This is part 3 of our blog series on Human Asset & Performance Management. Click here to read the previous blogs in the series.
For as long as we have had the modern organization, employees and managers have said, “We are too busy – we need more help’! In my 30+ years of working in and advising organizations, that statement is a common thread.
As we enter that ‘special’ time of year on the corporate calendar known as ‘performance review time’, I ask you to incorporate the ‘Busyness Challenge’ into your review process.
What is the ‘Busyness Challenge’? It’s all about human capital (employees), human capital resource capacity, human capital resource planning and human capital resource forecasting. Otherwise known as Human Asset Management Strategy© (HAMS).
Never Mistake ‘Busyness’ for Achievement
To incorporate the ‘Busyness Challenge’ into your review process, start with the role benchmark. A role benchmark begins when you, the manager / leader:
1. Defines the ideal role that is driven by and aligned to your business strategy for: Define the
Role responsibilities – What the role must deliver
Role competencies – How the deliverables are achieved
Technical Competencies / Skills: Today, we all need specific technical skills
Business Acumen Competency / Skills: Understanding the business of the business
Organization Competency / Skills: Those elusive ‘soft / human’ skills required for today’s jobs that defines not only that the job gets done but how the job gets done within the business context.
Here’s an example: If you ask an employee what impact their work has on the organization or why are they doing what they are doing, and you get an answer that is less than optimal, then you have a role benchmarking issue.
2. Defines the role benchmark – not the employee Define the role benchmark – not the employee.
Don’t evaluate the role by the capabilities of the current person in the role. This is a subtle but dramatic shift in how we look at role and resource capacity. By defining the role by the current employee, you are allowing the person to define the job according to their preferences, rather than the role benchmark defining the role. The role benchmark will determine the ideal level of proficiency that all employees in the role must achieve. The role benchmarking process is a leader-led not employee-led function. We often get this step backward. Getting this wrong will forever keep you in the ‘Busyness’ Syndrome.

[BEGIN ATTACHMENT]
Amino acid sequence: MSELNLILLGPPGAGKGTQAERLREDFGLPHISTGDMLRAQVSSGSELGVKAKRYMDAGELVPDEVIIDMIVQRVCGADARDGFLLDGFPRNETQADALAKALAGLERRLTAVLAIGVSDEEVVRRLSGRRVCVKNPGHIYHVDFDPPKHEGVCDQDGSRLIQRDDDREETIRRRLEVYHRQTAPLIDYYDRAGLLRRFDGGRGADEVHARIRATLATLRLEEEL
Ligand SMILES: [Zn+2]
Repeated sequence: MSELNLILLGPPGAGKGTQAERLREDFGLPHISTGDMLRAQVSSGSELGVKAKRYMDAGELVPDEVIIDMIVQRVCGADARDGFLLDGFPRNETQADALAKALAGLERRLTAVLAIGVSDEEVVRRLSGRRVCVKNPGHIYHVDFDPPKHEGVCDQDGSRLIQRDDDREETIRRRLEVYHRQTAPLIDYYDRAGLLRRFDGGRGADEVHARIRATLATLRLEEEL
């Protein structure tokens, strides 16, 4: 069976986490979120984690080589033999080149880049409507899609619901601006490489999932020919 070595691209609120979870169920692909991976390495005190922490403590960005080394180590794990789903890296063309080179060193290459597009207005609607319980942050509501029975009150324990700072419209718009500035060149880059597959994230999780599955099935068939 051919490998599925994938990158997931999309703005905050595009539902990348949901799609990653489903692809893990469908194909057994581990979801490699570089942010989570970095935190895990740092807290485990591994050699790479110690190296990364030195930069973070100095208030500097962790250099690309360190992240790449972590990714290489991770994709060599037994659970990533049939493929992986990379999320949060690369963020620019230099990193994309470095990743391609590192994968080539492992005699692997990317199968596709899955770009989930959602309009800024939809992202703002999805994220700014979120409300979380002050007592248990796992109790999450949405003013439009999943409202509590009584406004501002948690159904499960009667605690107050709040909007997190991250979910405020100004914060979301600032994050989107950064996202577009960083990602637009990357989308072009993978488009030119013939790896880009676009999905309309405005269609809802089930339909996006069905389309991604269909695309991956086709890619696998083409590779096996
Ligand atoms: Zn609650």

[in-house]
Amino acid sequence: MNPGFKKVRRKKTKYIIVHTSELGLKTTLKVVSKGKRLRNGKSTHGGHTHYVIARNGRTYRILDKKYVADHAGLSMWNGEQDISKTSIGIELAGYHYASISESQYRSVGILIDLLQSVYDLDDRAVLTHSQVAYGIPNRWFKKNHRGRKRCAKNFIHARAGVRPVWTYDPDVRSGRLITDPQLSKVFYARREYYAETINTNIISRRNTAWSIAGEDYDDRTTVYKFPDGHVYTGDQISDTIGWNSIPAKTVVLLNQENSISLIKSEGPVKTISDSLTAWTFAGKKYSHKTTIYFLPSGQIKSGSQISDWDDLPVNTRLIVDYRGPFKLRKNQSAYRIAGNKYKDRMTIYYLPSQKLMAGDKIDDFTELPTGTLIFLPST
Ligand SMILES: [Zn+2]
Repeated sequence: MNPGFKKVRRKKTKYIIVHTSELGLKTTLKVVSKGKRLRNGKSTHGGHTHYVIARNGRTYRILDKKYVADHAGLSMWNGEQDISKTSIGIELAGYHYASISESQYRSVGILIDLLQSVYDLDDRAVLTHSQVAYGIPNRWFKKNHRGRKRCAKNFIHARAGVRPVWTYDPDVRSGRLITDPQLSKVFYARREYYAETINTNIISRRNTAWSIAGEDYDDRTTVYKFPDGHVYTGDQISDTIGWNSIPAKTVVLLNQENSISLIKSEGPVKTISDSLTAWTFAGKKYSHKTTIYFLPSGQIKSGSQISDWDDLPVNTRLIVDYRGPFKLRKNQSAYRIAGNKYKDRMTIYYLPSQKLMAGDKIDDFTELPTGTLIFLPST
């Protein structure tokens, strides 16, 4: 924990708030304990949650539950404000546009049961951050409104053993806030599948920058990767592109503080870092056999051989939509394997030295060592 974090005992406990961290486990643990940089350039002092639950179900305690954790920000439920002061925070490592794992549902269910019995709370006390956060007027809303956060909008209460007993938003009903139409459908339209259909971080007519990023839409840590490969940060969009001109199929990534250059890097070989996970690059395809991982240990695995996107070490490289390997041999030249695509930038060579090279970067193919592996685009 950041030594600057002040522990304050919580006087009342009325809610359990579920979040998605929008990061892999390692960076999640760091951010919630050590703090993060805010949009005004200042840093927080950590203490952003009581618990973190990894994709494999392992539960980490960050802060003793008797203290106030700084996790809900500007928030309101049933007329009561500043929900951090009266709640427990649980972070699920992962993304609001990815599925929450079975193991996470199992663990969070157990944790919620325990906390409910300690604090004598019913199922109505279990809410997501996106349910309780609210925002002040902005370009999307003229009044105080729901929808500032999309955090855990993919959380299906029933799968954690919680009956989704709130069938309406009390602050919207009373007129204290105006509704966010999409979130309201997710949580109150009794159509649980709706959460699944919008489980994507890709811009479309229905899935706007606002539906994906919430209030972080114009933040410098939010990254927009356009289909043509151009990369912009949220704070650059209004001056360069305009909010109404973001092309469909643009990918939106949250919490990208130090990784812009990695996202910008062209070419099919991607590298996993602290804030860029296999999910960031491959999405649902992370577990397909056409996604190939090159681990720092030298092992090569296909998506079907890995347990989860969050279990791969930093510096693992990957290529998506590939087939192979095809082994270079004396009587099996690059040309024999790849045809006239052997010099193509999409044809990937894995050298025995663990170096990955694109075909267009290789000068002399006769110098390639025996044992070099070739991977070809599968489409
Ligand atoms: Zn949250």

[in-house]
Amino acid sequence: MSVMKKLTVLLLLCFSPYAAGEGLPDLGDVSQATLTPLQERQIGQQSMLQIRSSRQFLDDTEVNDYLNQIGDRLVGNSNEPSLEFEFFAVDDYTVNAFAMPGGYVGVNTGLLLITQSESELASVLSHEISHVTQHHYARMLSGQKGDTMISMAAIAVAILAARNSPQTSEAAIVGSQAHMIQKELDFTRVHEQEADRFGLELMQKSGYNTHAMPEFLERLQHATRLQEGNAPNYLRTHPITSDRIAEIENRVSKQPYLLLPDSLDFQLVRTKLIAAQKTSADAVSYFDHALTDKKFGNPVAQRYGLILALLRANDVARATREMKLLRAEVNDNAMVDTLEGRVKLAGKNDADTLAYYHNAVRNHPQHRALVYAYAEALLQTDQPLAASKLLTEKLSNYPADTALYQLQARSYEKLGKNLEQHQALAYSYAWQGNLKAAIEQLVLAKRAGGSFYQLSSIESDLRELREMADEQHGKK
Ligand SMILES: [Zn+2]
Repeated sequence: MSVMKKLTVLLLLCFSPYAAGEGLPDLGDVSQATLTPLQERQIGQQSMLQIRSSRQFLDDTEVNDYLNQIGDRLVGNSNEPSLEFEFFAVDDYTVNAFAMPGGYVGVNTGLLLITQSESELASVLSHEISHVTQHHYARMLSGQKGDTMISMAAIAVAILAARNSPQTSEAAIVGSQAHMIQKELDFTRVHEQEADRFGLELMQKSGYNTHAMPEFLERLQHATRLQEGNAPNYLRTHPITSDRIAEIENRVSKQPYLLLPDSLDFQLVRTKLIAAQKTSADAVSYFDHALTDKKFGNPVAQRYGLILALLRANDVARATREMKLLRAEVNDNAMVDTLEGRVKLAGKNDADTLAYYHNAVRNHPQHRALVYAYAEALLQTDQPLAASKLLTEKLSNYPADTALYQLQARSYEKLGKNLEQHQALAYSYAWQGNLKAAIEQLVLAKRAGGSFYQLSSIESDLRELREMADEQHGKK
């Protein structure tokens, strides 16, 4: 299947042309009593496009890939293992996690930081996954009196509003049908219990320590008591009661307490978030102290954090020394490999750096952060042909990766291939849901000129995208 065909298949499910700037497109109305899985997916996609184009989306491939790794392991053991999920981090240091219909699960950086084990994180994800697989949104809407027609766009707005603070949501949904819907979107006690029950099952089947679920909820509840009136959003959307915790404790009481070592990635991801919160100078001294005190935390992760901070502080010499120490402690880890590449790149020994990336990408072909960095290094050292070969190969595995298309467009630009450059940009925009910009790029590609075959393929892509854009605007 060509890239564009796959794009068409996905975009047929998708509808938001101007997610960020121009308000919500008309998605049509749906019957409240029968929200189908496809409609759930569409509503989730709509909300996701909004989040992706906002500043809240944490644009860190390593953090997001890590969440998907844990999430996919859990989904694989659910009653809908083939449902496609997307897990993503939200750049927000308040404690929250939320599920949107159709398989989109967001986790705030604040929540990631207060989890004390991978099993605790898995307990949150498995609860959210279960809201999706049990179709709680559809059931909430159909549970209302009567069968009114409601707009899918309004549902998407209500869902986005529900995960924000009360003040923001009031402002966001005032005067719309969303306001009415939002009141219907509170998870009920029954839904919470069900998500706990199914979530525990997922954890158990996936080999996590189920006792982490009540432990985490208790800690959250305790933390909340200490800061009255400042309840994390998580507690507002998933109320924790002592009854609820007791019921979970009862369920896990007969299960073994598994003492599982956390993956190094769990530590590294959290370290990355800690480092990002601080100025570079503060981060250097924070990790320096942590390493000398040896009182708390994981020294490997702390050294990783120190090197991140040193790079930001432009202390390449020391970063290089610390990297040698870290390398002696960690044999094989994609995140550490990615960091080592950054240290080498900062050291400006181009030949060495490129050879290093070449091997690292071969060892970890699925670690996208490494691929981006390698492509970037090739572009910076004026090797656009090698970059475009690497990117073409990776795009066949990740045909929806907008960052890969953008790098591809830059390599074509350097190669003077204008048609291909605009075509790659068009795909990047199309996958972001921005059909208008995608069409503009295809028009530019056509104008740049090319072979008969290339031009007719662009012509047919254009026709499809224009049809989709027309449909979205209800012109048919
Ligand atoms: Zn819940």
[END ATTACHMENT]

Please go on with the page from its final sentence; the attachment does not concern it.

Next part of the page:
3. Objectively evaluates employees against the complete role benchmark. Beware of your own biases and manager excuses (this will be the hardest part).
In this evaluation process, you must be ruthlessly honest in evaluating three key questions that directly impact the ‘Busyness Challenge’.
The 3 ‘Busyness Challenge’ Questions:
- Knowledge: Does the person have the full and required competencies / skills to do the job at:
- 100% of Benchmark?
- With Sustainability, Repeatability and Reliability?
- By Themselves?
- Accountable: Is the person 100% accountable and reliable to colleagues both within the group and to other groups to deliver work / projects on time?
- Confident: Is the person confident and secure in their knowledge to deliver the job within a defined, normal timeframe?
If the answers to any of the above questions are an honest NO or Maybe, the person may very well be working at subpar levels. This employee may be handicapped by a lack of required knowledge and / or confidence levels needed to deliver, which will have a direct impact on accountability. This handicap requires the employee to work harder, longer and often utilizing other employees to get the job done resulting in the appearance of being BUSY. But BUSY is not the metric. Knowledge, accountability and confidence are. Don’t let yourself say, “My people are smart and they are busy, but we need additional resources”. A deep dive into what is really going on with people as they are evaluated against the role benchmark will identify how the resources are working and what you, as a manager, will need to do to maximize the current employees you have. Once you have all employees attain benchmark productivity, then you can truly evaluate if you need more resources.
‘Busyness Challenge’ Consequences
Anything less than an Absolute YES to any of the ‘Busyness Challenge’ questions will directly impact productivity, time, perceived vs. real need for extra resources and business results. If we use ‘busyness’ as the metric, we are evaluating the wrong thing. Often, your extra resources are hidden in plain sight – in excess employee potential which yields increased capacity.
Instead of more resources, it may be time to think about upskilling and developing your current employees to meet the role benchmarks as you define them. You may not need more resources. You may need to re-evaluate the ability and capability of your current team. ‘Busyness’ is often a symptom of an underlying employee development issue. It is the responsibility of the manager to determine when new resources are actually required or when current employees need to be upskilled when evaluated against the benchmark. Hiring in and tolerating underperforming people resources – human capital – is simply poor management.
How Long Can Your Organization Tolerate ‘Busyness’?
For this year’s review cycle, let’s shift paradigms and use a new way to evaluate employees. Use this review time as the valuable management and employee development tool it can be. Your employees and your company will thank you for the effort.
We invite you to download our latest eBook: "Human Asset Management Strategy: A New Approach", which provides a multifunctional operational guide to human capital capacity planning. You can also schedule a complimentary assessment with a member of our team.